LA Angels News

The LA Angels Could Have Changed Season With a Second Trade Deadline

By Vincent Page
CLEVELAND, OH - AUGUST 03: Kole Calhoun #56 of the Los Angeles Angels of Anaheim walks to the dugout after striking out against the Cleveland Indians in the eighth inning at Progressive Field on August 3, 2019 in Cleveland, Ohio. The Indians defeated the Angels 7-2. (Photo by David Maxwell/Getty Images)
CLEVELAND, OH - AUGUST 03: Kole Calhoun #56 of the Los Angeles Angels of Anaheim walks to the dugout after striking out against the Cleveland Indians in the eighth inning at Progressive Field on August 3, 2019 in Cleveland, Ohio. The Indians defeated the Angels 7-2. (Photo by David Maxwell/Getty Images) /
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The LA Angels have had an absolutely tumultuous August so far. They’ve won just two games, and it makes me wonder just how different this season could be with a waiver trade deadline.

This offseason, the LA Angels and the rest of the MLB were told this would be the first season with just one trade deadline. Previously, there would be a non-waiver trade deadline at the end of July, with the waiver deadline coming a month later.

With just one deadline, teams had to decide what their organization was capable of much earlier than previously. At the time, the Angels were winning at a solid pace and against talented teams. They were still only looking for controllable assets, but they were in a buyers mood.

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Two weeks later, and the team has taken a complete turn for the worse. Outside of two wins in Boston, the Angels have shown no ability to perform, and this season, if not for a few interesting storylines, is a complete wash…again.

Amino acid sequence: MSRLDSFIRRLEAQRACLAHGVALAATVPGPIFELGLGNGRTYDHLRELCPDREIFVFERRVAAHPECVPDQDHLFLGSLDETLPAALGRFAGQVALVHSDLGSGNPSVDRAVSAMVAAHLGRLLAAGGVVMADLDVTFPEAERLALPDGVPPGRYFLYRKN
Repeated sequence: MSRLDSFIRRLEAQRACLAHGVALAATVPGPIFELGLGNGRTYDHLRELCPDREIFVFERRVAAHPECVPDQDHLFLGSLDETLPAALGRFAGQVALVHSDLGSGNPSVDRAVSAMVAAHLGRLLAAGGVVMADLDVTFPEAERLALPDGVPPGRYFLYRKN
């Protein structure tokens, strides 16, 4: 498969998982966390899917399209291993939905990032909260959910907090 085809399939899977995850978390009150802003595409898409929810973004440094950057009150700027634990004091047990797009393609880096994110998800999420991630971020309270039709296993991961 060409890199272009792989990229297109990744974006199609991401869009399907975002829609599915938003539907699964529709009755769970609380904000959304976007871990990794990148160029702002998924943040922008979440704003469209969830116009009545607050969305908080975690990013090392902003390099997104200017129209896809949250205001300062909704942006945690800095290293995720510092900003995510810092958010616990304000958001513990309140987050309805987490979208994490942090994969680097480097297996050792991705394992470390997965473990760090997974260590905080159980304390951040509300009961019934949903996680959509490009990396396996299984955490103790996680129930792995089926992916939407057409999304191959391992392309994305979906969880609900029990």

But I can’t help to think about this: what if the trading rules hadn’t changed before the 2019 season? What if the Angels and the 29 other teams still had the ability to trade via waivers?

Well, for starters, the Angels would like be looking for any cheap starting pitcher they could grab. That isn’t because they’re playing to reach the postseason, but with so many injuries to their rotation, they literally just need players who are capable of eating inning without completely embarrassing themselves and the team.

However, on the flip side, the Angels could also be huge sellers at this point of the season. In July, there was a lot of uncertainty towards the Angels’ playoff hopes. Now, however, there is absolute certainty. Barring a 2002-esque miracle, the Angels won’t be making any playoff appearances this decade.

So who could they trade? The obvious candidate is Kole Calhoun. While he has slowed down, he’s still having a career year and could help a contending team as a bottom-of-the-order slugger and elite fielder. The return on Calhoun would be interesting, but I’d guess it’d be similar to what the Cubs gave up for Nicholas Castellanos: two prospects that would land in the Angels’ Top 30 but don’t project to be anything more than backend starters.

The Angels could have also used the trade waivers when they had their clog at the catcher position. Rather than designating both Dustin Garneau and Jonathan Lucroy for assignment and getting nothing in return, they could have at the very least placed them on trade waivers to see if any team would jump to trade a low-end prospect.

While that might not seem worth it, remember Patrick Sandoval was received from Houston in the Martin Maldonado trade, and the player to be named later from Tampa Bay in the CJ Cron trade turned into Luis Rengifo.

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I’m not saying the Angels would have turned their season around if there was still a second trade deadline, and I’m definitely not saying they’d be able to completely revamp their farm system either. However, Billy Eppler loves working the margins, and often does a good job at winning them. If the trade waiver deadline was still at the end of August, he could have spent August doing just that, and putting the club in a better position to win going into 2020.

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